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Archives for : December2017

Bhopal stands for #humanrights of marginalized communities




Today, Bhopal promised to strive for human rights for all.  Hundreds of people were part of a human chain which extended from Polytechnic Square to Iqbal Maidan. People stood for the rights of all who have been historically marginalized and continue to be treated shabbily and disrespectfully. People committed themselves to the rights of women, children, men irrespective of caste, class, identity.


Human rights are not violated in another corner of the world.. but on a daily basis in the nooks and corners of our streets and homes. As people live their lives, toiling and striving for survival, the impoverished are rebuked and snided for their conditions, women are violated as they strive to find an equal place in the world. People are looked down upon as objects and scum. This is while the state government continues its propaganda tactics and politics of division, without seeing people as ‘humans’.


It has become more difficult to ensure people’s rights to life, liberty and security in the world. The state has been working to promote hatred amongst people. It is this hatred and insensitivity that came out when Shambunath Raigarh of Rajsamund killed a Muslim for his religion two days back. It was this callousness that Gandhi Nagar police personnel of Bhopal lived while Indramal Bai howled in pain burning in front of them. People have lost a sense of kinship and brotherhood. There is little that is done to prevent the violations and to create the sense of brotherhood and understanding across caste, class and gender. Making more severe punishments as giving death penalty is not going to bring an end to the problem; if it had, we would not have seen the brutal rape of the minor in Sagar just a week after the announcement of capital punishment. A change in mindset and a definite assurance of justice, however big or small is the punishment, is what matters.


But the struggle for justice is much more challenging when the perpetrators are of a higher caste and class. It becomes impossible when they are members of the state itself, may this be the armed forces or the police.


In the past five days at the dharna site, hundreds of people joined in the struggle for justice for Indramal. People stayed day and night under the open sky. But it did not bother the state. Not one official came to meet the people. Even after representatives met senior state officials, there was no real response. It is evident that the police and the administration work in collusion, even in the case of denial of justice. The DIG (Urban) had on the first day of the dharna met a small group in his office and showed his inability to meet the legitimate Constitutional demands of filing of an FIR on the same day but had promised justice for Pardhis. Today, six days later, we still wait for action against the accused. Can justice be expected when the accused comes from the same Department that is investigating the matter?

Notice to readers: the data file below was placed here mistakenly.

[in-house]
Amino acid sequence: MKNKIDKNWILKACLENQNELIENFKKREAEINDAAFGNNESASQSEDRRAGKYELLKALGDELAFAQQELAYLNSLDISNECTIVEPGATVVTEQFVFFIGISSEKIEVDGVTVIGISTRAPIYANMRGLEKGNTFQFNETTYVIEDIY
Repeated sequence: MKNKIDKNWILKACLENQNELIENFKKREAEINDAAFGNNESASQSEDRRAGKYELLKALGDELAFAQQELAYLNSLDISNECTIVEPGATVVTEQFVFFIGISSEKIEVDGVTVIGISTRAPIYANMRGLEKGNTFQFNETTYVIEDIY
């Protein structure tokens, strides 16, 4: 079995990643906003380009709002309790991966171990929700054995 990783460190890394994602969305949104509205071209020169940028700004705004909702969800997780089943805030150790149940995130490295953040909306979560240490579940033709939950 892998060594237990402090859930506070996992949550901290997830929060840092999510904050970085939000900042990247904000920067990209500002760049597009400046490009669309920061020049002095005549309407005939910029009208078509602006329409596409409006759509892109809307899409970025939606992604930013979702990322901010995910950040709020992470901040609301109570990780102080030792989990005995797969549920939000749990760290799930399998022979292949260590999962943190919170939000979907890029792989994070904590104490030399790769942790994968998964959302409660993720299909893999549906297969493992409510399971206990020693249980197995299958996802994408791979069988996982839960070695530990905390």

As we enter the 70th year of the Declaration of Human Rights, we realize that the principles enshrined in the Declaration are as important today as they were in 1948. The violations continue at each and every step. We shall continue to stand up for our own rights and those of others. 


Today, we leave the Roshanpura Square, disappointed with the apathy of the state but knowing there are many more people from all walks of life who are with us and can see through the hollow functioning of the state. The struggle for justice for Indramal shall continue. The struggle for making a better world, where women and the working class are treated with respect, shall continue.


Living the life of dignity is an integral part of human rights. Therefore on this international day of human rights, we pledge to strive for our own rights and those of others. 


Har Zor Zulm kee takkad mein, sangharsh hamara nara hai!



Akhil Bharatiya OBC Mahasabha, All India Democratic Party, Aam Aadmi Party, Bahujan Gondwana Party, Bhopal Gas Peedit Mahila Udyog Sangathan, Bharatiya Gyan Vigyan Samiti, Bhopal Group for Information and Action, Bhopal Gas Peedit Mahila Stationery Karmchari SanghEka, Madhya Pradesh Mahila Manch, Shahri Mazdur Sangathan, Soochna Adhikar Manch, many more organizations and individuals

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India – Torture widespread, legal aid system unsatisfactory #HumanRights

Fourteen judges felt that wrongful convictions were a direct result of improper investigation; while 13 said that susceptibility of the criminal justice system to power, money and corruption was the main reason behind wrongful convictions.

| New Delhi |

Torture widespread, legal aid system, supreme court, sc, sc ex-judges, sc wrongful conviction, india news, indian express, indian express newsOn wrongful convictions, 43 out of the 49 respondents acknowledged the possibility and six judges denied it (Representational Image)

Torture is “rampant” in the criminal justice system and the legal aid system is unsatisfactory, 60 former Supreme Court judges have revealed according to a study that attempts to understand “judicial thought and adjudicatory processes” that govern the administration of death penalty in India. The report, ‘Matters of Judgment’ — published by the Centre on the Death Penalty at National Law University, Delhi — delves into three issues: investigative and trial processes, sentencing in death penalty cases and judicial attitudes towards death penalty.